There was clearly space for an independent library mapping the libvirt API and XML schemas to GObject, which could then be used by any application. The task of creating a libvirt GObject library API is large enough, without considering the task of also ensuring it is accessible from all the non-C programming languages. Fortunately, with the release of GNOME-3,  GObject introspection has now matured to the point where it can really be used in anger for real application development. The upshot is that it is now feasible to attempt development of a proper libvirt GObject API.

The libvirt-glib package is the result, and it actually contains three related libraries

  • libvirt-gib – non-object based glue code between GLib and libvirt. In particular this has APIs to convert libvirt virErrorPtr instances into GError instances, and provides an implementation of the libvirt event loop contract, using the GLib GMain APIs.
  • libvirt-gconfig – object based APIs which map libvirt XML documents/schemas into GObject classes. This library explicitly has no direct link to the libvirt API, solely concerning itself with XML management. This is to allow use of libvirt-gconfig from applications which are using one of the object mappings like QMF/CIM/SNMP, instead of the direct libvirt API. This where the current virt-install XML handling objects will be replicated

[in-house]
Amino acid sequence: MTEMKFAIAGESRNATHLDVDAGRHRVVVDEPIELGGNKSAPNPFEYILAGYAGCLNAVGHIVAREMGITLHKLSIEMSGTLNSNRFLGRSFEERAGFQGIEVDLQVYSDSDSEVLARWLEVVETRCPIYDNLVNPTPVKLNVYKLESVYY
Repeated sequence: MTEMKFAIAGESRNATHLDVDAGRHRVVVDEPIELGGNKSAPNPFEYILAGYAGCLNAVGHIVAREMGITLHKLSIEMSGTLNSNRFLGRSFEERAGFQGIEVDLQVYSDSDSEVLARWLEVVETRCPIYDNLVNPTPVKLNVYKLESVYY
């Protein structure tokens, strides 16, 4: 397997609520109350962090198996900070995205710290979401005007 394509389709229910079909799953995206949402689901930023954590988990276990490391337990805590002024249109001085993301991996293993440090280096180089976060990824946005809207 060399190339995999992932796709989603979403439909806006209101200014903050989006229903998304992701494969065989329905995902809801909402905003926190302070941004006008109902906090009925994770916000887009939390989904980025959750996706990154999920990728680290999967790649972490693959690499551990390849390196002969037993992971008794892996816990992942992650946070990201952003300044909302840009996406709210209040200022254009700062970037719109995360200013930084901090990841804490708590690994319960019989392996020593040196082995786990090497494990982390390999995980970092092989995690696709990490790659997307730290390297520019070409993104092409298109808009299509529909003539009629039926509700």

• libvirt-gobject – object based APIs which map libvirt types and APIs into GObject classes. This library depends on libirt-glib and libvirt-gconfig, and is where the current virt-manager object mapping APIs will be replicated. This library is also adopting the GIO paradigm for allowing asynchronous API invocation & completion, for long running applications. This eliminates much of the need for applications to explicitly use threads (thread usage is hidden behind the async API impl).

From day 1, all the APIs are being developed with GObject introspection in mind., so all methods are fully annotated, and we are generating the glue layer for Vala bindings as standard in order to support the GNOME Boxes application. It is still very early days for development and very little of the libvirt API has been mapped into GObject thus far and work is only just starting on the XML object mappings. The overall target, however, is to develop the library to the state where it can support the aforementioned GNOME Boxes application in Fedora 17, as well as an application sandbox framework I am developing for Fedora 17 (more on that in a later blog post).